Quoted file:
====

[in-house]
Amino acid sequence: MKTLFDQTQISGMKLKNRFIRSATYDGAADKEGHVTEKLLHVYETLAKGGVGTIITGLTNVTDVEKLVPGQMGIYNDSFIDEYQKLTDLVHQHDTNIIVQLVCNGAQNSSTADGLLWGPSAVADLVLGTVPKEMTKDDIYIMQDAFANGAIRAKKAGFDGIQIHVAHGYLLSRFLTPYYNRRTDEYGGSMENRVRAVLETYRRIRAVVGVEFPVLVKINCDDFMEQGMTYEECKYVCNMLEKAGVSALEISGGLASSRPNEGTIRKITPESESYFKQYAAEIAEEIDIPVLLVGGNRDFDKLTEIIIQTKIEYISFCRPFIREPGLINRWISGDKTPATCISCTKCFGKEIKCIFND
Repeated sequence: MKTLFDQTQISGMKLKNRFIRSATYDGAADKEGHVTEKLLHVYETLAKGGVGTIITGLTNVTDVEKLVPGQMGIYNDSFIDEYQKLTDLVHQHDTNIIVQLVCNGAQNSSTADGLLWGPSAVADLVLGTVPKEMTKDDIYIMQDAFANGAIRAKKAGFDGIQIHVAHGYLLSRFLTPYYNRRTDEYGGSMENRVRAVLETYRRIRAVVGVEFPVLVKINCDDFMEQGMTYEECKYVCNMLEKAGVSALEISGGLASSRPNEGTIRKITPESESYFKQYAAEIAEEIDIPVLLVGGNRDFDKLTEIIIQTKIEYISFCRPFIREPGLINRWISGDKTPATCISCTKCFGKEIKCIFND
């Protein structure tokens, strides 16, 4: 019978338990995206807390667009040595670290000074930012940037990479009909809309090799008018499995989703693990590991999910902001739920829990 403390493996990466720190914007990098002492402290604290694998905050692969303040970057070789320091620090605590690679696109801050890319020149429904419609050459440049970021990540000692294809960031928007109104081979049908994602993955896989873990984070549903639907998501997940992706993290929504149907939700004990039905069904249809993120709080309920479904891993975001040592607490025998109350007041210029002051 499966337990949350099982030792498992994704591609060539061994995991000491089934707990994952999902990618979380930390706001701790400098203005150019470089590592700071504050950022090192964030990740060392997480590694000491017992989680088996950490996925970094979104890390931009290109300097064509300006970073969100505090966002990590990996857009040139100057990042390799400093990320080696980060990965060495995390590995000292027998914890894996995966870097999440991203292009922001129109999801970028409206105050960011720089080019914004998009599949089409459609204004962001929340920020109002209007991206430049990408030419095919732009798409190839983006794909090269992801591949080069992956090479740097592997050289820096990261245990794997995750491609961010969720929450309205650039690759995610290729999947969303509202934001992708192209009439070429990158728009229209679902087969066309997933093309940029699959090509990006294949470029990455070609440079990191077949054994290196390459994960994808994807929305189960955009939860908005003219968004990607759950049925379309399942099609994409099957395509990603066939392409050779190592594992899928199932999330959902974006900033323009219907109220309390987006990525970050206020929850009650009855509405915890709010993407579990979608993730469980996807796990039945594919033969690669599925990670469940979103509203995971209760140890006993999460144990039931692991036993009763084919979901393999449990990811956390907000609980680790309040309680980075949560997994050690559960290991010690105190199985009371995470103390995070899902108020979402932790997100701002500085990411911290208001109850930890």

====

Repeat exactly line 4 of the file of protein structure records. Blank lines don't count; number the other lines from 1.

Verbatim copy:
């Protein structure tokens, strides 16, 4: 019978338990995206807390667009040595670290000074930012940037990479009909809309090799008018499995989703693990590991999910902001739920829990 403390493996990466720190914007990098002492402290604290694998905050692969303040970057070789320091620090605590690679696109801050890319020149429904419609050459440049970021990540000692294809960031928007109104081979049908994602993955896989873990984070549903639907998501997940992706993290929504149907939700004990039905069904249809993120709080309920479904891993975001040592607490025998109350007041210029002051 499966337990949350099982030792498992994704591609060539061994995991000491089934707990994952999902990618979380930390706001701790400098203005150019470089590592700071504050950022090192964030990740060392997480590694000491017992989680088996950490996925970094979104890390931009290109300097064509300006970073969100505090966002990590990996857009040139100057990042390799400093990320080696980060990965060495995390590995000292027998914890894996995966870097999440991203292009922001129109999801970028409206105050960011720089080019914004998009599949089409459609204004962001929340920020109002209007991206430049990408030419095919732009798409190839983006794909090269992801591949080069992956090479740097592997050289820096990261245990794997995750491609961010969720929450309205650039690759995610290729999947969303509202934001992708192209009439070429990158728009229209679902087969066309997933093309940029699959090509990006294949470029990455070609440079990191077949054994290196390459994960994808994807929305189960955009939860908005003219968004990607759950049925379309399942099609994409099957395509990603066939392409050779190592594992899928199932999330959902974006900033323009219907109220309390987006990525970050206020929850009650009855509405915890709010993407579990979608993730469980996807796990039945594919033969690669599925990670469940979103509203995971209760140890006993999460144990039931692991036993009763084919979901393999449990990811956390907000609980680790309040309680980075949560997994050690559960290991010690105190199985009371995470103390995070899902108020979402932790997100701002500085990411911290208001109850930890």